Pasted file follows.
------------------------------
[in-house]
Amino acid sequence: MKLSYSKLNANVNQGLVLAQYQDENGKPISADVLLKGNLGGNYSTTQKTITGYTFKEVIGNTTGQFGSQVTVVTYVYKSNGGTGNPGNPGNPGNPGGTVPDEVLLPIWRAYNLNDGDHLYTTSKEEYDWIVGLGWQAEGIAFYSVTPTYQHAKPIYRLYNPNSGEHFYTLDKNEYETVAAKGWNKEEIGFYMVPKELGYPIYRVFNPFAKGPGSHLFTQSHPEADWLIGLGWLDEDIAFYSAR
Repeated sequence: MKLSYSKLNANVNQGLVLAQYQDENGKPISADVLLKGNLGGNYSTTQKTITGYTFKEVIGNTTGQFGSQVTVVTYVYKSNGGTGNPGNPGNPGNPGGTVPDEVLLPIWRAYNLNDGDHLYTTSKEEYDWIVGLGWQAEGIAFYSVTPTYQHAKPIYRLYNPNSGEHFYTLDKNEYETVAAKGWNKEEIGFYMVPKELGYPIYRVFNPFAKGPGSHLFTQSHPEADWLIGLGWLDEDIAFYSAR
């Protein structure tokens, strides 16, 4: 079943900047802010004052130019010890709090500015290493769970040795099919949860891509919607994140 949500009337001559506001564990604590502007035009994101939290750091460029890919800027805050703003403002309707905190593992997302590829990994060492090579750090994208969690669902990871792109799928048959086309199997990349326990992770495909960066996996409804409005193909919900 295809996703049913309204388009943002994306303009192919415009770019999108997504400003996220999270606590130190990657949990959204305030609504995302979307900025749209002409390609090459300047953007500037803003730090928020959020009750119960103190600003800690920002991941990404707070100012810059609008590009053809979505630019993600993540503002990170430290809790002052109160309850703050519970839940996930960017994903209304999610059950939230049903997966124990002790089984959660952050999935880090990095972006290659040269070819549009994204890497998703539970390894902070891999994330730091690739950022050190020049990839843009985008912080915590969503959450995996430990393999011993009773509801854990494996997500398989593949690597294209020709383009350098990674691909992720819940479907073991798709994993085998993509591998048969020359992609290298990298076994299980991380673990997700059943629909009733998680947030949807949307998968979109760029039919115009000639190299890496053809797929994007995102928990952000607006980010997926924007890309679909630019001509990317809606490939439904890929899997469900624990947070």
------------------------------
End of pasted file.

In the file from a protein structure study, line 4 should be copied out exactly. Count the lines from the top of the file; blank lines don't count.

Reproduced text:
């Protein structure tokens, strides 16, 4: 079943900047802010004052130019010890709090500015290493769970040795099919949860891509919607994140 949500009337001559506001564990604590502007035009994101939290750091460029890919800027805050703003403002309707905190593992997302590829990994060492090579750090994208969690669902990871792109799928048959086309199997990349326990992770495909960066996996409804409005193909919900 295809996703049913309204388009943002994306303009192919415009770019999108997504400003996220999270606590130190990657949990959204305030609504995302979307900025749209002409390609090459300047953007500037803003730090928020959020009750119960103190600003800690920002991941990404707070100012810059609008590009053809979505630019993600993540503002990170430290809790002052109160309850703050519970839940996930960017994903209304999610059950939230049903997966124990002790089984959660952050999935880090990095972006290659040269070819549009994204890497998703539970390894902070891999994330730091690739950022050190020049990839843009985008912080915590969503959450995996430990393999011993009773509801854990494996997500398989593949690597294209020709383009350098990674691909992720819940479907073991798709994993085998993509591998048969020359992609290298990298076994299980991380673990997700059943629909009733998680947030949807949307998968979109760029039919115009000639190299890496053809797929994007995102928990952000607006980010997926924007890309679909630019001509990317809606490939439904890929899997469900624990947070």